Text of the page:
VISEGRAD BLOG: Poland will be a test case of how to reconquer the state and rebuild a liberal democracy

VISEGRAD BLOG: Poland will be a test case of how to reconquer the state and rebuild a liberal democracy
Donald Tusk’s broad coalition government is in an all-out war with President Andrzej Duda.
By Robert Anderson in Prague February 22, 2024

When new governments take over in Central Europe, it is often a chaotic affair. There is little tradition of neutral public service, so ministries and state companies are usually purged so the incoming parties’ supporters can get their snouts in the trough.

But even by regional standards, the ongoing changeovers in Poland and Slovakia have been bloody, following the elections there last autumn.

In Poland, Donald Tusk’s broad coalition government is in an all-out war with President Andrzej Duda, a Law and Justice (PiS) loyalist who seems to see his main role as defending his radical rightwing party’s placemen in the semi-authoritarian system leader Jaroslaw Kaczynski built up over two terms in power.

In Slovakia, Robert Fico’s new leftist coalition has focused on retaking control of the police and prosecution service. It is now ramming through a criminal justice reform that will give a ‘get out of jail’ card to many of its supporters who are currently in jail or were facing prosecution for corruption under the outgoing centre-right government. The bill has sparked big demonstrations and the progressive President Zuzana Caputova last week sent it to the Constitutional Court. She has also refused to approve the government’s new spy chief.

The European Commission is desperately trying not to become involved in both countries’ domestic politics, particularly given the looming European parliamentary elections in June; nevertheless, it will have to take a stance.

The Tusk government is seeking the quick release of EU aid to Poland, which was frozen because of the PiS administrations’ violations of the rule of law, notably by its take over of the judiciary. In response, PiS argues that the government is itself violating the rule of law by firing its appointees, and that any release of aid would prove that the Commission’s stance has always been biased.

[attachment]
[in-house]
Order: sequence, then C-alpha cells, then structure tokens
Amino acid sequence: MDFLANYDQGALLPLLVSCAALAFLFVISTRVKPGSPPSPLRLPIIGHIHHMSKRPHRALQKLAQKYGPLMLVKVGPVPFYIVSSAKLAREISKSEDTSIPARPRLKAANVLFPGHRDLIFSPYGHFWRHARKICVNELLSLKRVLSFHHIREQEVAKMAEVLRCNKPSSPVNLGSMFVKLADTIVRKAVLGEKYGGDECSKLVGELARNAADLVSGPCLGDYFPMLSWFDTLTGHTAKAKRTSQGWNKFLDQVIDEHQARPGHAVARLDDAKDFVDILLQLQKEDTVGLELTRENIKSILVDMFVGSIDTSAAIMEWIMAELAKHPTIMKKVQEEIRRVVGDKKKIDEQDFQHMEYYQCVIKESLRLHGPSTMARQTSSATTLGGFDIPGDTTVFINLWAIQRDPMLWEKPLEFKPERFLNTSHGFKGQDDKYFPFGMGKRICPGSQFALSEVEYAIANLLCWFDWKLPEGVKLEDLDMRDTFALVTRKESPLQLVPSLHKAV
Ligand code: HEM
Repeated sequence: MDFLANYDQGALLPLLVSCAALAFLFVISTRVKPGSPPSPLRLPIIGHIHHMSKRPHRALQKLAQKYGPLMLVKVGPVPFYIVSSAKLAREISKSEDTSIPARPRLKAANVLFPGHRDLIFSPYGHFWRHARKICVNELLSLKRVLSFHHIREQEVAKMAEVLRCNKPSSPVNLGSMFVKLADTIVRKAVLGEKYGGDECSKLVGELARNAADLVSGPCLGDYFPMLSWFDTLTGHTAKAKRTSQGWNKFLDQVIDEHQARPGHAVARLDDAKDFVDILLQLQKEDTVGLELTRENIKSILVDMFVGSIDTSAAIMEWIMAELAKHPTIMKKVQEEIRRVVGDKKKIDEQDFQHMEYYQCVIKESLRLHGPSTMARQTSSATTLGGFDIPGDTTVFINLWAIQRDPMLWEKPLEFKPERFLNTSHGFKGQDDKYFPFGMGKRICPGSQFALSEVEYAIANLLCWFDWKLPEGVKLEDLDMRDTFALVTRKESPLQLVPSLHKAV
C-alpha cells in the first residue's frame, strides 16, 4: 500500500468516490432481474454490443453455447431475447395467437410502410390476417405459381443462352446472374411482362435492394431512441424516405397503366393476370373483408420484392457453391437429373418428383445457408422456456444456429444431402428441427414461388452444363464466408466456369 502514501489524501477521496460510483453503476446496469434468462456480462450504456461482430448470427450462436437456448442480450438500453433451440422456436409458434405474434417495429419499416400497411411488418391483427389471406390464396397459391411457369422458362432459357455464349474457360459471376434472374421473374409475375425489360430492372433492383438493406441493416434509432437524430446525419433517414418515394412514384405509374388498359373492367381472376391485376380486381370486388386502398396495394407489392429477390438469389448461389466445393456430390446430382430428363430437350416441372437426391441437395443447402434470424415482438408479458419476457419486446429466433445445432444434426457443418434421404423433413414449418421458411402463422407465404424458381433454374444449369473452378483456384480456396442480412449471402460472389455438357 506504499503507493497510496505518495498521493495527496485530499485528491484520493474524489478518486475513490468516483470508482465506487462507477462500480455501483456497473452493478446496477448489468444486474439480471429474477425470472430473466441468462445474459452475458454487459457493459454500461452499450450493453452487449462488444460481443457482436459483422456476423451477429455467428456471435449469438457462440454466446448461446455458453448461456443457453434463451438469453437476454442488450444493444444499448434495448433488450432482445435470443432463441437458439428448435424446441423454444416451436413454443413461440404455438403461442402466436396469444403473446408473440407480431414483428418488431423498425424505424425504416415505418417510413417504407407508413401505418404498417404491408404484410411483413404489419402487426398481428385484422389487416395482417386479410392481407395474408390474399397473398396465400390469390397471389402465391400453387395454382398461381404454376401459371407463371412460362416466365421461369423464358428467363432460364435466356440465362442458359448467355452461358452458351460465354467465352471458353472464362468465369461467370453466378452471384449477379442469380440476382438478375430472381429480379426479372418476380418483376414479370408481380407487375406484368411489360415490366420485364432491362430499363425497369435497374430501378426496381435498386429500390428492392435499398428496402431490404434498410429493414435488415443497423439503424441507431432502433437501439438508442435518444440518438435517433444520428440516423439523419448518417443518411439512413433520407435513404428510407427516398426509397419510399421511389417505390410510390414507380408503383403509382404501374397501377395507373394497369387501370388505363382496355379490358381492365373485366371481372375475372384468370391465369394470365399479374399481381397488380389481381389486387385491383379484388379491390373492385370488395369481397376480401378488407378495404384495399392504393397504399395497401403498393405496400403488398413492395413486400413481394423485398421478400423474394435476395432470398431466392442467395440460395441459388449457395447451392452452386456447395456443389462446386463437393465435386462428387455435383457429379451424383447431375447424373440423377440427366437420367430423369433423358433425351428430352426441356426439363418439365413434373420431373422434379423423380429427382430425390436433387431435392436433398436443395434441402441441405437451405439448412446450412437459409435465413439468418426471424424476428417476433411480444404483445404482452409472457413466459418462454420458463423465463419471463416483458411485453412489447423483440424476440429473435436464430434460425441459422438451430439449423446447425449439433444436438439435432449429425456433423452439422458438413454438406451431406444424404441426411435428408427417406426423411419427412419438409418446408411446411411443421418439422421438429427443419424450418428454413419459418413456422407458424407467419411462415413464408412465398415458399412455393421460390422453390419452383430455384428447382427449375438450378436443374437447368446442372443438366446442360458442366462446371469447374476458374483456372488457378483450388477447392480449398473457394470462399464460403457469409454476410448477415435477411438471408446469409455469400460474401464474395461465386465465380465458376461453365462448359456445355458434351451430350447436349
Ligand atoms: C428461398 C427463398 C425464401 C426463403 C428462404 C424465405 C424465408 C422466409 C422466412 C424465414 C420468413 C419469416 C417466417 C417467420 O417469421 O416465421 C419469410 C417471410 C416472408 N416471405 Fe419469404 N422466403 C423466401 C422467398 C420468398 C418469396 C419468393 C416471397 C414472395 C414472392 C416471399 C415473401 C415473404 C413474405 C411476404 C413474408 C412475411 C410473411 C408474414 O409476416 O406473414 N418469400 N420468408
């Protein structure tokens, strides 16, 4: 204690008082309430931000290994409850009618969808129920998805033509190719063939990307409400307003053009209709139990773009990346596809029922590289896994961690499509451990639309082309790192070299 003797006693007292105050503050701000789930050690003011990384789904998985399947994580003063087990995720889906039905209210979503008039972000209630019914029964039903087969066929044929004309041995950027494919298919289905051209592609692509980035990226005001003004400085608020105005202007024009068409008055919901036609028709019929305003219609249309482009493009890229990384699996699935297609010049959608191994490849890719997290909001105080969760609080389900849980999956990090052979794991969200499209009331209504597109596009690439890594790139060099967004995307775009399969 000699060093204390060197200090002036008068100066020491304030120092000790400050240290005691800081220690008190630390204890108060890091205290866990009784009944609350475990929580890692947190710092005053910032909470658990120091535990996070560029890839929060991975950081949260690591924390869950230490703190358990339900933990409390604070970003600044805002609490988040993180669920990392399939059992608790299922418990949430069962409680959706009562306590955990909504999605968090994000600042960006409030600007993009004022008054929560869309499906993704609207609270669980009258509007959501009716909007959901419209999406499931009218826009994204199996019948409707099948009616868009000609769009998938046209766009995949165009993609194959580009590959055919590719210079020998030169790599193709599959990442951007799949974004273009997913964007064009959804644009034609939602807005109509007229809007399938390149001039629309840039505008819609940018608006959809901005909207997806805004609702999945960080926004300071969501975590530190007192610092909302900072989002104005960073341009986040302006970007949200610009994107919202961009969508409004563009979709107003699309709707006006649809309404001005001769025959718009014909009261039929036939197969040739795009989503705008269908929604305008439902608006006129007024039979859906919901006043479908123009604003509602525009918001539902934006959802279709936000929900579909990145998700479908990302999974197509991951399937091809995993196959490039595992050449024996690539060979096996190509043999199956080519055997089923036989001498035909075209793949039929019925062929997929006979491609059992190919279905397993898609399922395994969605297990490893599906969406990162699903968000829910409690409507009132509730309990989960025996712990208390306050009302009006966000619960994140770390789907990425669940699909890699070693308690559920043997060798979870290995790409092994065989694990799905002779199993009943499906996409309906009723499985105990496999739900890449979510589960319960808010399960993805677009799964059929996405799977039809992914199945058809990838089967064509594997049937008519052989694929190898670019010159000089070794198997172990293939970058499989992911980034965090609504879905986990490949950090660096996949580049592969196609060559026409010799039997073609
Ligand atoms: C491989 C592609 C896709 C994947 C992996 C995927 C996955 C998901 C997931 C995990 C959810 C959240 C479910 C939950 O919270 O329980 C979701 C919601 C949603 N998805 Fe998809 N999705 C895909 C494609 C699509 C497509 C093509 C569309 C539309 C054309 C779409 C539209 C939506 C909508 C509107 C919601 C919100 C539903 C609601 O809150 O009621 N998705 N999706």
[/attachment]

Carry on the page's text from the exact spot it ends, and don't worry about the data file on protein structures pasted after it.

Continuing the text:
Meanwhile in Slovakia, the opposition parties hope the Commission will punish the government by freezing EU aid because of its deliberate obstruction of the fight against corruption.

The changeovers are very different – Tusk is rebuilding democracy while Fico is dismantling it – but how they  play out, and how the EU responds, will have a crucial influence on the Commission’s struggle to preserve the bloc’s values against populist attempts to subvert the rule of law, led by Viktor Orban’s Hungary.

Embezzlement with impunity

In Slovakia, the issues are fairly clear. The Fico government pushed through in a much shortened procedure a package of reforms that abolish the Special Prosecutor’s Office (which specialised in corruption cases), cut penalties for financial crime, reduce the statute of limitations for when prosecutions can be made, and weaken protections for whistle-blowers. After the changes, bribery of up to €250,000 could be punished with just a conditional sentence.

The criminal justice reforms increase the risk of EU funds being embezzled with impunity– already a serious problem in the country – and therefore the Commission should freeze further payments until they are reversed.

Fico is already meeting strong resistance from opposition parties, civil society and the media. The Constitutional Court may intervene to frustrate the government’s plans. Already it appears that the latest tranche of Slovakia’s EU Reconstruction Fund payments worth €900mn has been suspended.

The Slovak economy is stuttering and the budget deficit has ballooned, so freezing EU funds could really hurt. If the EU acts firmly, there is therefore a real possibility that Fico’s attempt to neuter the police and judiciary system could be halted.

The problem, however, is that the Commission may not have the stomach for this fight, given that its existing conflicts over the rule of law with Poland and Hungary are sapping its energy, and it is now nearing the end of its term. There is also a fear that punishing Fico’s government will just drive it into an alliance with Orban, further paralysing EU decision-making.

Wringing of hands

In Poland, by contrast, the issues are more nuanced. Liberal commentators are already wringing their hands that Tusk’s government is being too aggressive in dismantling the PiS system. They would prefer it to take a softer approach and if necessary wait until Duda steps down next year before making key changes.